Word 2011 has no problem with such directories. I suggest you just upgrade those systems that are crashing. If one particular 3rd party application isn't using the proper operating system facilities and is trying its own thing, and failing at it, there isn't much you can do. This applies to both Word and various shells. Most shells probably assume file names are UTF-8 or whatever Linux is doing. Real Unicode awareness is rare outside of Apple. You may be able to write a Perl script using Perl's Unicode support and File::Find to traverse a directory. It is difficult to write code blindly. Here is what I think you want:

     

    #!/usr/bin/perl

     

    use strict;

     

    use Unicode::Normalize;

    use File::Find;

     

    # Search the current directory.

    find(\&wanted, '.');

     

    # Look at each item.

    sub wanted

      {

      # Grab the file name.

      my $name = $_;

     

      # Only look at directories.

      if(-d $File::Find::name)

        {

        # Strip out all combining marks.

        my $stripped = Unicode::Normalize::NFKD($name);

        $stripped =~ s/\p{NonspacingMark}//g;

     

        print "$File::Find::name\n"

          if $name ne $stripped;

        }

      }

     

    This will find all directories in the current directory that have a something that could be causing problems for Office. You could concieveably collect them all and rename them in a script like this.

  • nicolas michel Level 1 Level 1 (75 points)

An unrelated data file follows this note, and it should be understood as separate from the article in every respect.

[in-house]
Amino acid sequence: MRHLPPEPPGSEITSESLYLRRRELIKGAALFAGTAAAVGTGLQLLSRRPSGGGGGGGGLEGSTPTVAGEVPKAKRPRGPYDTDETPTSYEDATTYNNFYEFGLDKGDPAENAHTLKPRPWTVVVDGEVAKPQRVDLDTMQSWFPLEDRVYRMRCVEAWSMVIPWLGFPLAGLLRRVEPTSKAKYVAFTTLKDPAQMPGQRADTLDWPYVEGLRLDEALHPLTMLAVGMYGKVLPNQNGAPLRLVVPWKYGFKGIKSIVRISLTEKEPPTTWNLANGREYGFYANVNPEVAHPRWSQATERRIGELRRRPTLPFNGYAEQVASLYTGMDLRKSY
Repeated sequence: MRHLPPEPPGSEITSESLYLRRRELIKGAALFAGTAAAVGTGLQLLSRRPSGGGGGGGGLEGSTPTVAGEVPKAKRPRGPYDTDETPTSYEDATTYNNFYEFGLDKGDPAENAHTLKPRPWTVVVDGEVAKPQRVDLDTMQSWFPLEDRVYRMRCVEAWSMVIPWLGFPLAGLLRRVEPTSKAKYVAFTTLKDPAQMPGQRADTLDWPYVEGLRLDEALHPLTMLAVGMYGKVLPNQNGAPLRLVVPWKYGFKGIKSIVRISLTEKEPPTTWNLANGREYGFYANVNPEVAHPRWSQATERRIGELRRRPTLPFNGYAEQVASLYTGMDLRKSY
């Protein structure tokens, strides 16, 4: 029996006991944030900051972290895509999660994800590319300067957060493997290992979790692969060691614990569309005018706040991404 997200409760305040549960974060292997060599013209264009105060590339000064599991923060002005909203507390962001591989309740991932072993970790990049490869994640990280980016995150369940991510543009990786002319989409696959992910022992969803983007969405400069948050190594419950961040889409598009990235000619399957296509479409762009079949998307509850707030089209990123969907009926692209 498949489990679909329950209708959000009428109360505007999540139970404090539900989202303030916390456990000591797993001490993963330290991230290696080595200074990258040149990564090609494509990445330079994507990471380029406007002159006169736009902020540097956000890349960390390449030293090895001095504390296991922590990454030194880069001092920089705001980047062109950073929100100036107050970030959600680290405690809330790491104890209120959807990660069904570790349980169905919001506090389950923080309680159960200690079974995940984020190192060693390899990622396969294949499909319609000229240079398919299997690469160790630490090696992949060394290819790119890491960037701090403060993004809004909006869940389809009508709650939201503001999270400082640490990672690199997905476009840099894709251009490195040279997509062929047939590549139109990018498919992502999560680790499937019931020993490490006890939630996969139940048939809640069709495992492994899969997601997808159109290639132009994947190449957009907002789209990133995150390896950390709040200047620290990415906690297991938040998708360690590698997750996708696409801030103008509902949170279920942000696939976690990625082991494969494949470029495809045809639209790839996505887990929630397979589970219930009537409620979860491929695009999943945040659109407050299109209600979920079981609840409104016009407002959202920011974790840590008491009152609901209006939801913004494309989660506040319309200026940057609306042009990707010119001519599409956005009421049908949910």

Dear etresoft

     

    Unfortunately, I never learned perl.

    So learning this language just for 1 script is maybe too long for the time I have.

    But finally, a friend (patpro) found the "grep -P" option.

    It will do the job :

     

    $ touch ç

    $ touch é

    $ ls . |hexdump

    63 cc a7 0a 65 cc 81 0a           

    $ ls . |grep -P "[\x65][\xcc][\x81]"

    é

    $ ls . |grep -P "[\x63][\xcc][\xa7]"

    ç

     

    For your  "Word 2011 has no problem with such directories", I found once a bug report about parent dir name.

    I can't find it again (should be corected with updates), but the drive name is still not safe : <http://support.microsoft.com/kb/2027586>

    Anyway, there's a lot of cases where a return char or a semicolon make troubles in filename.

    The worst case I've seen was with MS SFM, you was alowed to use the full naming convention of Mac on a Win server that wasn't able to handle such names. But even without SFM, I prefer to have a tool for diagnose theses problem.

     

    Thank you for your time and your help !

     

    Nicolas Michel

  • etresoft Level 7 Level 7 (26,250 points)

    nicolas michel wrote:

     

    Unfortunately, I never learned perl.

    That's fine. You probably don't want to see the more in-depth research I did then .

     

    But finally, a friend (patpro) found the "grep -P" option.

    Then I may have some bad news for you. You must be on Lion. I don't think I ever knew about the "-P" flag in grep - and now it is gone. It seems the -P option is a feature of GNU grep. GNU has been changing it licensing over the years specifically to prevent companies like Apple (or Etresoft) from using GNU software. Apple is switching over to more open and less political licenses and GNU grep was replaced with BSD grep in Mountain Lion.

  • nicolas michel Level 1 Level 1 (75 points)

    Well, thanks again.

     

    fink can install gnu grep, so I don't care about Apple vs GNU fight.

    (I have an NFS export of /sw, it works from any mac clients)

     

    But still, your script is really interesting.

    Could you please explain theses 2 lines ?